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Whose Fault is It?

It was a hot summer day in Wisconsin, the gardens ripening fat,red tomatoes, the woods and river banks were grown over tall with fire weed, the poison ivy thriving where it was least expected. Bare legs wore scratches from hay making and bare arms their scratches from picking raspberries or blackberries. At night, the farmhouse lay sweltering, leftovers from the heat of the day. Even with all the windows wide open, the humidity in those upstairs bedrooms lay heavy on the skin. A thin sheet was barely bearable.

The barn was small, neat and tidy for a cow barn, the walkway freshly broomed and limed. The cows were big milking Holsteins. They lazily chewed their hay and flicked flies off their swayed backs with their tails.

 The farmer nervously shifted his hat and scratched his head as he gave instruction to my mom and us three girls how to take care of the feeding and milking while his family went away on a much needed family vacation. Before the farmer finished his explanations, a woman's voice, shrieking her husband's name, interrupted the session.

She came with a snarl and a glare. It was felt through the hot still air, the hostility to our being there, because she avoided acknowledging our presence and for the evil way she spewed venomous words at her husband in front of us, being complete strangers.

 I don't remember what she spewed, I only remember the treatment of her husband and his reaction. He visibly turned first pale, then a greenish tinge beneath his farmer tan. I was concerned he would pass out. He finally mustered up enough courage to bellow back a retort or two, but promptly looked ill, like he wanted to throw up.

What horrible circumstances led that married couple to such lengths of discontent and bitterness? Through the years, I've wondered what was 1st in that case? Kinda like the chicken and egg theory, I suppose, but was the husband horrible to his wife and she in turn became bitter and ugly? Or was she bitter and ugly by habit so that her husband could hardly stand to be with her?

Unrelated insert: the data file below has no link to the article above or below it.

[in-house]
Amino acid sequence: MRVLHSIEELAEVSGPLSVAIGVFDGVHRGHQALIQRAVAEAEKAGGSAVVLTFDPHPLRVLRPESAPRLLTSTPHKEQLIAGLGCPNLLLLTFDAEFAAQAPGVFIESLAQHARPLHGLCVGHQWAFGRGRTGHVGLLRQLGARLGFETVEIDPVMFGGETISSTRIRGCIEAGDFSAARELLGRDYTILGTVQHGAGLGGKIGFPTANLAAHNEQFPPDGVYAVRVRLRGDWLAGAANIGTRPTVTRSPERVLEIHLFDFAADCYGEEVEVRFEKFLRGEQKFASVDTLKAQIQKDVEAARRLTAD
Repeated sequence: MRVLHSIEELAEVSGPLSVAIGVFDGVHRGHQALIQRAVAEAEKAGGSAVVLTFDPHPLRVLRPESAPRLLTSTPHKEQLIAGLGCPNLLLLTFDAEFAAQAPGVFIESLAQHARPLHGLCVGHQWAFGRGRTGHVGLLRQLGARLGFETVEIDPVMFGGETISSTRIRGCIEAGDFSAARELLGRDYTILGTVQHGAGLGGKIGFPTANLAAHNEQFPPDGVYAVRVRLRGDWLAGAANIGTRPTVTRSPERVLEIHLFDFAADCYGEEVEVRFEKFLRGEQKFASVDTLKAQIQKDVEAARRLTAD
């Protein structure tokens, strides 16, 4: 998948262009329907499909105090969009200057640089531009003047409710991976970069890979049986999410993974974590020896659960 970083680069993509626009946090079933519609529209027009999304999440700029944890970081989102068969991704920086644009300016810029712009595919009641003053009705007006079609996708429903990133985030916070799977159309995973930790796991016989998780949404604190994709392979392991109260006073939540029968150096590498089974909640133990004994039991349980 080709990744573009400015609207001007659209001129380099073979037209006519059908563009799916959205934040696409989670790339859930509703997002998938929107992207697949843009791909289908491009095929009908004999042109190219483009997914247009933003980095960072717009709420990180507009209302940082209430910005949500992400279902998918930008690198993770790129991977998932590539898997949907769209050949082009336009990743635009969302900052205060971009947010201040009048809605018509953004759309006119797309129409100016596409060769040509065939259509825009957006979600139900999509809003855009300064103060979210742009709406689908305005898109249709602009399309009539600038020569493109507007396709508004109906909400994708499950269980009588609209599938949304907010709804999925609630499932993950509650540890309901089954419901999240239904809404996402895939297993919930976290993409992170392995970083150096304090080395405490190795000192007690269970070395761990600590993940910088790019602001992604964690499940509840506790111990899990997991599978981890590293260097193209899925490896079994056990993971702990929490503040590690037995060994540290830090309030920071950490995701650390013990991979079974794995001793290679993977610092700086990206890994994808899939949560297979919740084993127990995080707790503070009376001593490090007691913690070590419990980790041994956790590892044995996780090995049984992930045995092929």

For weeks after, I would lay in bed at night remembering their hatred of one another and try to figure out what could fix a relationship as bad as that. And how to avoid it in the first place. What went wrong and when or why?  It seemed imperative to find the answers because I, for one, did not want to end up that way.

I never figured it out completely, but I did find out eventually that any relationship can go sour that fast. I also found a few things that help heal something as bad as that, just as fast or faster.
# 1- Never play the blame game.
# 2- Learn to be OK with being wrong. It can't hurt anyone to learn humility by looking like the bad guy. God knows the truth of what is in our hearts. What another human think they see in you, isn't always accurate. Sometimes it can't be explained. Learn to let it go. Let God be the judge of both of you and practice grace in those times that you know you are right and he is wrong. After all, if he is wrong, you could be too, you are just as human as he.
# 3- Forgive. The one who can't forgive, is the one who will live with the fault. It will be ever before you, his fault and what he did wrong. If you learn to forgive early and first, you will not be concerned with whose fault it was.
# 4- Say, "I'm sorry" and "I love you." Kiss and make up.  Remember you were friends first.  Friends love. Think about all the things real love is.  Let 1 Corinthians 13 be your guide.
# 5- Dwell on the goodness you have together. Where you dwell, links all of the above together or apart.
 Practicing these points for 18 and a half years.  They work...


  1. OK. Not to say we have it all figured out or that everything is all sweetness at our house either. We are real here and have our spats and I sometimes cringe with what others possibly take away from our home. BUT. We do work at those points I mentioned and I believe they pay off. :)

  2. Yep yep. My husband is so good with all those things! He's a good man. I'm still learning.


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